Bumblebees in the city: abundance, species richness and diversity in two urban habitats
Journal article, 2014
Bumblebees are well known for their contribution to the ecosystem service of pollination. In urban areas, green space management beneficial to pollinators can be an important step in sustaining large urban bee populations. The abundance, number of species and diversity of bumblebees (Bombus spp), as well as the abundance of honeybees (Apis mellifera), were studied in 13 urban gardens (including allotments) and 13 ornamental flowerbeds (in parks and green spaces) in the city centre of Gothenburg, Sweden. In total, 12 species of bumblebees were observed. Species richness was significantly higher in gardens than in flowerbeds, but diversity (Berger–Parker and Simpson indices) was higher in flowerbeds than in urban gardens. The abundance in gardens was significantly higher and approximately twice that found in flowerbeds. The number of honeybee individuals was positively correlated with the abundance of bumblebees. Neither species richness nor abundance of bumblebees was affected by site size. However, a high flowering frequency positively affected the total number of bumblebee and honeybee individuals at the sites. We conclude that urban gardens contribute to sustaining a high abundance of bumblebees in the city centre, and indirectly facilitates small scale urban food production. A pollinator-friendly management of urban green space with plentiful flowering may promote a community of bumblebees with high abundance and diversity.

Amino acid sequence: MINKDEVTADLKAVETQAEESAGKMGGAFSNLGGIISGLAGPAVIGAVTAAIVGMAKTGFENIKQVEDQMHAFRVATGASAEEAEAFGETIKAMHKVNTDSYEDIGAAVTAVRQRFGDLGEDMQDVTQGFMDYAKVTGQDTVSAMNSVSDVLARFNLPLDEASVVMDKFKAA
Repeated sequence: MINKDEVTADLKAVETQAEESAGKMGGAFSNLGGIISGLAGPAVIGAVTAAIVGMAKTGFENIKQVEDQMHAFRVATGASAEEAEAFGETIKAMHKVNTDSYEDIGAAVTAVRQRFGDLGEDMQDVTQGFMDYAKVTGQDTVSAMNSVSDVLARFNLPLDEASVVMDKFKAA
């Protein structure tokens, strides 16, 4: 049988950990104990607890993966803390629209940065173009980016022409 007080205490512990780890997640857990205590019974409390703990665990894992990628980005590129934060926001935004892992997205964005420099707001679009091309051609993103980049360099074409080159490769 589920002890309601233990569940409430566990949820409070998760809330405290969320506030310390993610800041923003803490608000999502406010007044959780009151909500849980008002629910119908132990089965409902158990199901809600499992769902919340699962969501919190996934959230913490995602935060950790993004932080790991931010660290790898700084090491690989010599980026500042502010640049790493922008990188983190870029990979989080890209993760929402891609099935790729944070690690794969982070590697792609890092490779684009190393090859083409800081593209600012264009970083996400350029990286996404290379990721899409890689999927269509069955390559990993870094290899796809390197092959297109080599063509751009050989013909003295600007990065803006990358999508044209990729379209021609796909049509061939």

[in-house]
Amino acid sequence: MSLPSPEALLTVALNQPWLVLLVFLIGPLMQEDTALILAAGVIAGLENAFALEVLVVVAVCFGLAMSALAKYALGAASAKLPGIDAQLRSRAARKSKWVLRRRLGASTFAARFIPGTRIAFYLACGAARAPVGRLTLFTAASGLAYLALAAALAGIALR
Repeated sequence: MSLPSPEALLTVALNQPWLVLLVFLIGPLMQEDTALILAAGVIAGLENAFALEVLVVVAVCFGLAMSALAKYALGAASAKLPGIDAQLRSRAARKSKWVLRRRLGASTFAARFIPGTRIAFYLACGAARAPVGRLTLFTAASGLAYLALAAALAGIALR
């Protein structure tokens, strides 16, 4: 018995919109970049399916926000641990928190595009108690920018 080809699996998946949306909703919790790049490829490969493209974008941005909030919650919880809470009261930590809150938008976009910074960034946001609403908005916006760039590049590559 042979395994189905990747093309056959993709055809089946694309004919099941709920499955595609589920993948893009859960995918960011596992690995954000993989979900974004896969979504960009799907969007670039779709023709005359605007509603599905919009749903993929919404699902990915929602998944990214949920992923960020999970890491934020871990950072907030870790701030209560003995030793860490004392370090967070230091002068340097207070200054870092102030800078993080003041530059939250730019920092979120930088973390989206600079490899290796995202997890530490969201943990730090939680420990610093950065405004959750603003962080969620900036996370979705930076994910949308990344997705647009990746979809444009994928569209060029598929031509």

Apis Bombus Ecosystem service Flowerbed Urban biodiversity Urban gardens